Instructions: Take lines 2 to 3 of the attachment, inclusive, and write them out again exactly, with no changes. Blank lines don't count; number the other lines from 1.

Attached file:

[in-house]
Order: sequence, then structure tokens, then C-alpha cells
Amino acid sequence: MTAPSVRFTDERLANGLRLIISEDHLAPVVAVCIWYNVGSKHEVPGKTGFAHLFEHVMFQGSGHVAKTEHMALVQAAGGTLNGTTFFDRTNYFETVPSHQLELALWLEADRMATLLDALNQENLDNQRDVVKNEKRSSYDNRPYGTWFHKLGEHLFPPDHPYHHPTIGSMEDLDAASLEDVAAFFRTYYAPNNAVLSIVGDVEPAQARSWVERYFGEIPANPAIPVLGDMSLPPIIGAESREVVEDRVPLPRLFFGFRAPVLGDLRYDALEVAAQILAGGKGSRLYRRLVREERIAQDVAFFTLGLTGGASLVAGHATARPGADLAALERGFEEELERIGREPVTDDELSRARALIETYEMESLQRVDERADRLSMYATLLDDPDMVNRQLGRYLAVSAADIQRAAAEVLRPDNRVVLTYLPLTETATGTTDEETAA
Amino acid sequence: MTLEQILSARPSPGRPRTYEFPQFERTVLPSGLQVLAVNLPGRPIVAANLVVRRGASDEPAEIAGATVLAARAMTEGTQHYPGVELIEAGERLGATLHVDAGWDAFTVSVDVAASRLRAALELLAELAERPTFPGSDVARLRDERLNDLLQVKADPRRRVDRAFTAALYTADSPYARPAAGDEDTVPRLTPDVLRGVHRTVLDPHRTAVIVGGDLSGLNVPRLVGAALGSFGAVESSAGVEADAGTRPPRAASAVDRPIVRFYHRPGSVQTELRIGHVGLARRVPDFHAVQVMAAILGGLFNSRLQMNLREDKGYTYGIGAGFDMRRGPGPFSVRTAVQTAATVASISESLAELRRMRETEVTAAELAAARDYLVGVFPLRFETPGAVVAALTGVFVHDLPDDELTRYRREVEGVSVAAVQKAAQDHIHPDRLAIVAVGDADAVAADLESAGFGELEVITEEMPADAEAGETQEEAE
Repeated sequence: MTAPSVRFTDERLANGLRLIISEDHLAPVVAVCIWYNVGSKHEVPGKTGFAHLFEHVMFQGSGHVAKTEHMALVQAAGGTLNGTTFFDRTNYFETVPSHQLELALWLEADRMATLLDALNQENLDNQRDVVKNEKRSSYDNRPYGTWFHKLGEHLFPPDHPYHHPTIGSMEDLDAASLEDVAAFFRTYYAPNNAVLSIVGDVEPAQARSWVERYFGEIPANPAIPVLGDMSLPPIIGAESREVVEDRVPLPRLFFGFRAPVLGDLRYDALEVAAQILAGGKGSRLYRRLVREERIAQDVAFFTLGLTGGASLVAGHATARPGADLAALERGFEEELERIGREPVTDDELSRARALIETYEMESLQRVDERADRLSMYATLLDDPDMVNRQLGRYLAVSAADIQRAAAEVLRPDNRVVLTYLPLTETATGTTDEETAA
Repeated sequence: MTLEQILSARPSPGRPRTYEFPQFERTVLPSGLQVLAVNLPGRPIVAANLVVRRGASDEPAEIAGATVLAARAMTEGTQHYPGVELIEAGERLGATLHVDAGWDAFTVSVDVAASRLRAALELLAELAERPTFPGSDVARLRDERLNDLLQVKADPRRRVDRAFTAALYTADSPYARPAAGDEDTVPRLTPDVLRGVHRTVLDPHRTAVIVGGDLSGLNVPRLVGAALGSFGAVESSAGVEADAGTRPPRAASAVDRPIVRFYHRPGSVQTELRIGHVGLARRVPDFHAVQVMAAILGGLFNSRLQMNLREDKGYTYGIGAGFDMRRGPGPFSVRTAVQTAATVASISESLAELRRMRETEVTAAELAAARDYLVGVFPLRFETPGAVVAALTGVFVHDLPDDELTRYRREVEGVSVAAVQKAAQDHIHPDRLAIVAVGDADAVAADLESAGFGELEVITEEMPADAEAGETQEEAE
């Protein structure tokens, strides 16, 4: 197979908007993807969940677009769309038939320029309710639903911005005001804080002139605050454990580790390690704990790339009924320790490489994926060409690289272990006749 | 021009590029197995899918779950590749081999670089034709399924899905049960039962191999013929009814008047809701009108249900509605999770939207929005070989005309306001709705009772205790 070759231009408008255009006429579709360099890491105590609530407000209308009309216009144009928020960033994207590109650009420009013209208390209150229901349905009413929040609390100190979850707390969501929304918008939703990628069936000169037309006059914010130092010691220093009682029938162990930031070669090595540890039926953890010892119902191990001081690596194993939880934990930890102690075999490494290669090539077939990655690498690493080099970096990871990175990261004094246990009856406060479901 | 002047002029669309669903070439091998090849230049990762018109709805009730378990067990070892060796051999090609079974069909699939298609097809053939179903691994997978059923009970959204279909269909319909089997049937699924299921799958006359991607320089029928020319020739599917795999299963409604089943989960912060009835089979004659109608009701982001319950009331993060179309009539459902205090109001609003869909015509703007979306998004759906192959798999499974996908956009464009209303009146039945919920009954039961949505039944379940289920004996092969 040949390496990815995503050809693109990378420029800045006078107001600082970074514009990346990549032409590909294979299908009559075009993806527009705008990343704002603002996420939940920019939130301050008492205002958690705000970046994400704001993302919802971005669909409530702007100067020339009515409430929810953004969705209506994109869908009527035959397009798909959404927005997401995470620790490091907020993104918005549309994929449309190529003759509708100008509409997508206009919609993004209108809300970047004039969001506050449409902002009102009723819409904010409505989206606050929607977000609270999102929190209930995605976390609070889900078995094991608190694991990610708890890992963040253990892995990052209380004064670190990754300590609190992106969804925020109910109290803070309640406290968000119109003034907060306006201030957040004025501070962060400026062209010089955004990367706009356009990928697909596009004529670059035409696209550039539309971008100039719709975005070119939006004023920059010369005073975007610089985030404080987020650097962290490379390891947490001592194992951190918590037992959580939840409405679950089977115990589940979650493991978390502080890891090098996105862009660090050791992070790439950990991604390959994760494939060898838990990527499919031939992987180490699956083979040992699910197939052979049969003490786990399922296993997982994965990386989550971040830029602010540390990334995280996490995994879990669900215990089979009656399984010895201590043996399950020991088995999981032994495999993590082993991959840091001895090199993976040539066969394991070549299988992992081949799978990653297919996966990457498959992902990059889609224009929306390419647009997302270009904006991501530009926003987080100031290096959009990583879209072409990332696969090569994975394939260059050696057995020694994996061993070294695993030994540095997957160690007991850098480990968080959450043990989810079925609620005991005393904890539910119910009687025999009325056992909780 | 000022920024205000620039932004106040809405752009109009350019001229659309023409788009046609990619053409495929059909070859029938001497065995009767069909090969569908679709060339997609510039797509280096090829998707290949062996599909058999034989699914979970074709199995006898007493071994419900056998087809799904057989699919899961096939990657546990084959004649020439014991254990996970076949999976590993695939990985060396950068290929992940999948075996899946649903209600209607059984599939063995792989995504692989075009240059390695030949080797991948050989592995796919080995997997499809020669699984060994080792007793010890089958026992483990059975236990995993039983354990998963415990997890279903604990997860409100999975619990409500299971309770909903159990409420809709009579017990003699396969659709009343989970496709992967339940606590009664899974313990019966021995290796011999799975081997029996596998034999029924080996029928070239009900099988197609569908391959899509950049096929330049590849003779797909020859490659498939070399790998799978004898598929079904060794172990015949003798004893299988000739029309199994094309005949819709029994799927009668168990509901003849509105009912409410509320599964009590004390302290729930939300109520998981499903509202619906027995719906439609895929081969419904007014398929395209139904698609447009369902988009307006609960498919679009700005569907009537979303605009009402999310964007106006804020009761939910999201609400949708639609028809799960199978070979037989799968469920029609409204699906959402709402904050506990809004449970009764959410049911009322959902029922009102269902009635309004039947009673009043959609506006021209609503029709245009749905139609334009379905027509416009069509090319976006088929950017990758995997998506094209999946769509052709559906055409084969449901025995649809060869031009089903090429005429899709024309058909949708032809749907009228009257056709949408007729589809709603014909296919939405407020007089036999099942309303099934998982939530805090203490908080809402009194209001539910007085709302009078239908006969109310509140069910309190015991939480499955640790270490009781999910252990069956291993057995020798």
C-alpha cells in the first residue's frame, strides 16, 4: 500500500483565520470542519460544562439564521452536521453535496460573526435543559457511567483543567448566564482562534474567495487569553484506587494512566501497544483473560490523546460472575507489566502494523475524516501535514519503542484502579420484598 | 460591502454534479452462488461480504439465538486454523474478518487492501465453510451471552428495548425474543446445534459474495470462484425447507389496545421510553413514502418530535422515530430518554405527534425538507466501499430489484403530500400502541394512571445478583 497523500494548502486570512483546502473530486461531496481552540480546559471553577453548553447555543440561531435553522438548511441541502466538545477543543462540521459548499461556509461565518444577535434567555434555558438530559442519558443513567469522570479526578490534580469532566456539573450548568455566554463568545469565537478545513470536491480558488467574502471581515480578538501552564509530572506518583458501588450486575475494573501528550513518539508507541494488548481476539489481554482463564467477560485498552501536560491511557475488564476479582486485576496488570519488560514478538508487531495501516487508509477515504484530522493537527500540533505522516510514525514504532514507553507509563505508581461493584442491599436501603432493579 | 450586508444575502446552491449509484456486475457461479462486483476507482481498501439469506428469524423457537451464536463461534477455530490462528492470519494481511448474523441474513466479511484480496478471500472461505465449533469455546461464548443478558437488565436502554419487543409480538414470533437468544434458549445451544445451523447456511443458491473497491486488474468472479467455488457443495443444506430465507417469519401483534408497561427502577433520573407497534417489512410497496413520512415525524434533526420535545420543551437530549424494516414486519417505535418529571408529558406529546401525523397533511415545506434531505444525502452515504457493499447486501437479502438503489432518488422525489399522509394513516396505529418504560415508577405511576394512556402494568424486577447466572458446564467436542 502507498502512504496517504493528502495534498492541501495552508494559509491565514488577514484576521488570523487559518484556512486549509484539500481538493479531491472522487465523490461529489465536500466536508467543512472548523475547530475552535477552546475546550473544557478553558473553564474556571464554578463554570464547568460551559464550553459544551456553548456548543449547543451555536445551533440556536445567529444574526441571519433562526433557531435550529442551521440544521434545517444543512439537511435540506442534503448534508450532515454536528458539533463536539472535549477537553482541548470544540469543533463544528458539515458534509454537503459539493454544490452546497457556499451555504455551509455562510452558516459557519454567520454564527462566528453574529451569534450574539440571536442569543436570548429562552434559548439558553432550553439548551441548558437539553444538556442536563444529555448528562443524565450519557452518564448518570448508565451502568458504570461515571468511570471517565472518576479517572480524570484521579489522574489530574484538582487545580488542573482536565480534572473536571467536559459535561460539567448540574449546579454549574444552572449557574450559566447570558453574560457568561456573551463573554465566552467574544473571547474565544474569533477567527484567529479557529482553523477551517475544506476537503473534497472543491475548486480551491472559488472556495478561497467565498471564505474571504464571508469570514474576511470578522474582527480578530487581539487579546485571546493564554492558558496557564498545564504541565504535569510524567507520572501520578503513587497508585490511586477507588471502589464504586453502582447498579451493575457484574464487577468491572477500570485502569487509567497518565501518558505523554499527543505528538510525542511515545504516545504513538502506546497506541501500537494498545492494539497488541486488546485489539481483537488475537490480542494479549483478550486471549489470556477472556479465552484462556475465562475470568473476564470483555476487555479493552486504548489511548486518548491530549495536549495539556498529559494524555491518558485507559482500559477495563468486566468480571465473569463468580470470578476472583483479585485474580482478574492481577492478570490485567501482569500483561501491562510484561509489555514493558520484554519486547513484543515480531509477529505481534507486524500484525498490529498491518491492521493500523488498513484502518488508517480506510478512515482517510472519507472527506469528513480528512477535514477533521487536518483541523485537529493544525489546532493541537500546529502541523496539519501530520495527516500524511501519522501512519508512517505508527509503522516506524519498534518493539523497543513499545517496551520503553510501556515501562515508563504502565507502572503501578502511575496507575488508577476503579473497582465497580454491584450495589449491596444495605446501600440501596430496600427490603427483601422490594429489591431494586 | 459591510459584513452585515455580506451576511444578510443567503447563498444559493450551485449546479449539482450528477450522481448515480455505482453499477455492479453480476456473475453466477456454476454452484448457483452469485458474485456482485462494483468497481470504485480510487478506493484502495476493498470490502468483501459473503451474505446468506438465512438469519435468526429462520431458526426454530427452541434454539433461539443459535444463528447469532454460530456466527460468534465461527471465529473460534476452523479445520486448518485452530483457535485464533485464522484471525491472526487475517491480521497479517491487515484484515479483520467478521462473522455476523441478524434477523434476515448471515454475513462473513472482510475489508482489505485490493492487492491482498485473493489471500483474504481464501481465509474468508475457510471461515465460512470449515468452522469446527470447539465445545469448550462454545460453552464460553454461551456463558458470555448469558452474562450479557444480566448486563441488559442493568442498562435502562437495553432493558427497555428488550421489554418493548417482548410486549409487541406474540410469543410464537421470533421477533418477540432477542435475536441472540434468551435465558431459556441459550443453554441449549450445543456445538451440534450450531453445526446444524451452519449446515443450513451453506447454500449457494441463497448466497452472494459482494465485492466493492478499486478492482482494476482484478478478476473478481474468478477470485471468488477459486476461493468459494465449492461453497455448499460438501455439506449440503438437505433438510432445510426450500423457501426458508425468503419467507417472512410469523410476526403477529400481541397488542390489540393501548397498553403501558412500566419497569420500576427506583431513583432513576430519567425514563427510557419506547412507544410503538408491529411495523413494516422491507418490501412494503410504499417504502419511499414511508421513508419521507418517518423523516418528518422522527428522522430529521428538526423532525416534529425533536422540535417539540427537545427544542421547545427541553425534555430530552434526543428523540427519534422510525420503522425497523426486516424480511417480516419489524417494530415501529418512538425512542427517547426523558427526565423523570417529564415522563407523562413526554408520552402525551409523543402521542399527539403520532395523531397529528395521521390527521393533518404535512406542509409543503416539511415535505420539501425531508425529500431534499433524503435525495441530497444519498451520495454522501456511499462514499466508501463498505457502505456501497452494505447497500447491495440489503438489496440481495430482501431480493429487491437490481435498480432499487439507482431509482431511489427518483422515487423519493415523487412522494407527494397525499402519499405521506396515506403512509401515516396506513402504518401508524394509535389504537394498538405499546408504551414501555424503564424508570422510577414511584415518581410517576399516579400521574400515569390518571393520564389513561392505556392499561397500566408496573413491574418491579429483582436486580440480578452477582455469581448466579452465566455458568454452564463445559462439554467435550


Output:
Order: sequence, then structure tokens, then C-alpha cells
Amino acid sequence: MTAPSVRFTDERLANGLRLIISEDHLAPVVAVCIWYNVGSKHEVPGKTGFAHLFEHVMFQGSGHVAKTEHMALVQAAGGTLNGTTFFDRTNYFETVPSHQLELALWLEADRMATLLDALNQENLDNQRDVVKNEKRSSYDNRPYGTWFHKLGEHLFPPDHPYHHPTIGSMEDLDAASLEDVAAFFRTYYAPNNAVLSIVGDVEPAQARSWVERYFGEIPANPAIPVLGDMSLPPIIGAESREVVEDRVPLPRLFFGFRAPVLGDLRYDALEVAAQILAGGKGSRLYRRLVREERIAQDVAFFTLGLTGGASLVAGHATARPGADLAALERGFEEELERIGREPVTDDELSRARALIETYEMESLQRVDERADRLSMYATLLDDPDMVNRQLGRYLAVSAADIQRAAAEVLRPDNRVVLTYLPLTETATGTTDEETAA